Mazda president Masamichi Kogai spoke at the 2015 Tokyo motor show where the new Mazda concept RX-Vision stole the show, and during his opening presentation that, although there are still technical hurdles to overcome to ensure it meets ever tightening emission regulations, it is only a matter of time.
“We are not a big company, but the cars we make stand out,” he said.
“Fifty years ago we took on the challenge of the rotary engine and were successful in mass-producing and commercializing it. It hasn’t been an easy path; we’ve had our share of setbacks and challenges and are no longer producing rotary engine vehicles. However, one day the rotary will make a comeback.
Mazda RX9 concept.
“Under the hood [of the RX-Vision concept] is our next-generation rotary engine, the SKYACTIV-R. This name expresses our intention to make breakthroughs in the rotary engine’s dynamic and environmental performance with the same high aspirations that made SKYACTIV technology possible.
“There are still many issues to overcome, but we will continue our development efforts in the spirit of ‘never stop challenging’.”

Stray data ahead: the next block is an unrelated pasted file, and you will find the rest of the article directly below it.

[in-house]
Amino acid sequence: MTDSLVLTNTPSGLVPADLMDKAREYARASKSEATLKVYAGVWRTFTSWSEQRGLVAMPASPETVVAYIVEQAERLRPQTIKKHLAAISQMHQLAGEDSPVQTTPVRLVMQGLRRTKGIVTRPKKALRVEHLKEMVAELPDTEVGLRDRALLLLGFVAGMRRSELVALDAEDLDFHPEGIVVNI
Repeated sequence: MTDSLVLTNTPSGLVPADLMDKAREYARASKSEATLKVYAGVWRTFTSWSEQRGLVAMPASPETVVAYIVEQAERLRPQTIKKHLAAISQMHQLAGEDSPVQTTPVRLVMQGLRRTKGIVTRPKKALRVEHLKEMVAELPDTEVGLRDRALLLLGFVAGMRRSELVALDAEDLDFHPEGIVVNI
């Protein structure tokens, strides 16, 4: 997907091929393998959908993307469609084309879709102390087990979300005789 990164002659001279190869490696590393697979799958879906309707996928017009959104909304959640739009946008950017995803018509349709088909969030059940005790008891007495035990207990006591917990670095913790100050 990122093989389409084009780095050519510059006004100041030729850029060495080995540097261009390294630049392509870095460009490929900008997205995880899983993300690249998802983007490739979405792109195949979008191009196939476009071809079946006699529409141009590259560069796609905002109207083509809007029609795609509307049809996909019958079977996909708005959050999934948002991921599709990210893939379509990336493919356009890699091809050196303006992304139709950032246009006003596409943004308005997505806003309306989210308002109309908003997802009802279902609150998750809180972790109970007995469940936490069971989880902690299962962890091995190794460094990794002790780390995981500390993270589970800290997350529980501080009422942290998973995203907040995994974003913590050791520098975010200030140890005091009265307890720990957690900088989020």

Mazda has yet to reveal any definitive technical details of the new-generation rotary power plant, but says it is an integral part of its heritage – and one that gives it a unique position among driving enthusiasts.
It has, however, provided basic information of the two-seat coupe’s body, which measures 4389 mm in length, is 1925 mm wide and sits just 1160 mm tall. While early speculation indicated the RX-Vision would ride on a revised version of the MX-5 roadster’s rear-drive underpinnings, considering it features an identical 2700 mm wheelbase to the CX-5 suggests it could be based on the mid-sized SUV platform but with a unique rear-drive only configuration.